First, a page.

July 1, 1942 (19th Parliament, 3rd Session)


John Horne Blackmore

Social Credit

Mr. J. H. BLACKMORE (Lethbridge):

Mr. Speaker, the members of the group that I have the honour of leading, and the great body of
people whom we represent in this chamber, will be happy to join with those who have expressed the noble and lofty sentiments to which we have just- listened. We love Canada, we love the British empire, the British commonwealth of nations, or association of nations, or whatever people choose to call it-that great body of British peoples and associated peoples who at this critical time are fighting for their existence as a unit and the right to continue to endeavour to lead the world.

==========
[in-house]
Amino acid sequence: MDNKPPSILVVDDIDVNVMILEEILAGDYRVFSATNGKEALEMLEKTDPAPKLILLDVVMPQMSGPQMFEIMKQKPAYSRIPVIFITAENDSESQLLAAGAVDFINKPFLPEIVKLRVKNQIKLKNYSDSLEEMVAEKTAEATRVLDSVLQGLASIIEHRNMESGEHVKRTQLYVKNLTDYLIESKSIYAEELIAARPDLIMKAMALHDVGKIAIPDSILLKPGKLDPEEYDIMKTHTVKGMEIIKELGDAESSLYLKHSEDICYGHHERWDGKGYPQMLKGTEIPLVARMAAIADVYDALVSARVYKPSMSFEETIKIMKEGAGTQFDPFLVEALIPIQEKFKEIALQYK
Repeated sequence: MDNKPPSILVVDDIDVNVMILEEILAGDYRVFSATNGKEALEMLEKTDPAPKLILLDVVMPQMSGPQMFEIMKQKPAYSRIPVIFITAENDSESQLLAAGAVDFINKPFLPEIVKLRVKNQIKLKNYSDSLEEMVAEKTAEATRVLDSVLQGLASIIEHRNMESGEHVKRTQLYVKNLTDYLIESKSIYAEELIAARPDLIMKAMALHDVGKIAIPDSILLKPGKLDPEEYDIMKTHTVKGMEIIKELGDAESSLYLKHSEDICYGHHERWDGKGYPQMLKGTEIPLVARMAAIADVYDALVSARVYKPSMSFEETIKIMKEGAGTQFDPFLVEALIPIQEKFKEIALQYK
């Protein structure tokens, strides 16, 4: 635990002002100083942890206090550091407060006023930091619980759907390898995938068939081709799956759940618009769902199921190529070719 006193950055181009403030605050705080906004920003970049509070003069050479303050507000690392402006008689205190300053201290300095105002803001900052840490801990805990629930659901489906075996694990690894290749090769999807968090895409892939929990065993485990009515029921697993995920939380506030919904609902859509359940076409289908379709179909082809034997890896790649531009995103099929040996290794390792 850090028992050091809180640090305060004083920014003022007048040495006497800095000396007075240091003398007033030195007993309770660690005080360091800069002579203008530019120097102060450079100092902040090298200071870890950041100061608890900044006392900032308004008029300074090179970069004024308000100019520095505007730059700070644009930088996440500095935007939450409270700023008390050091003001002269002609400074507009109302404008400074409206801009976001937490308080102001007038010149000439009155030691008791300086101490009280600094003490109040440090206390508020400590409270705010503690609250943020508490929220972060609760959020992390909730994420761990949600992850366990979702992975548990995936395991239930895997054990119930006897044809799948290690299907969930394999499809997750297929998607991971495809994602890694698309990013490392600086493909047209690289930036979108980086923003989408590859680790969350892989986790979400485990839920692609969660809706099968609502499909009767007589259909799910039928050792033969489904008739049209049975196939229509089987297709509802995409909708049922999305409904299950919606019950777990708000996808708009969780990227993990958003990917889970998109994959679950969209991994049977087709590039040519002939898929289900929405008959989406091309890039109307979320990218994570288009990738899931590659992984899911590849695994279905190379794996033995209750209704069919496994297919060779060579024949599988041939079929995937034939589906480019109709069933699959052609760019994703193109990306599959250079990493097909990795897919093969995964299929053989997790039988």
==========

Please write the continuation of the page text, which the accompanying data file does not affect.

I was thinking while the others were speaking how greatly disappointed the fathers of confederation must feel as they look down upon Canada from their high places and reflect upon how much unhappiness there is and has been in our country during the last twenty years. I was thinking that the finest resolution we could make here now, all of us together, would be that to the extent to which we are called upon so to do, we should consecrate our lives to the high task of making this nation what the fathers of confederation intended it should be-a great union of majestic states called provinces, each of which, while daughter in her mother's house, is mistress in her own; a union of states in which all enjoy equal opportunities. There is no reason why there should not be in Canada the greatest happiness. There is no reason why this nation should not in every sense become one of the greatest nations in the world. It is our task now to dedicate ourselves to the accomplishment of that worthy end, so that the people of all Canada Shall have justice, prosperity, peace and joy, and shall be foremost in the making of that brighter and better world to the threshold of which the great Creator has manifestly led us. This, sir, would be my sentiment on this occasion.

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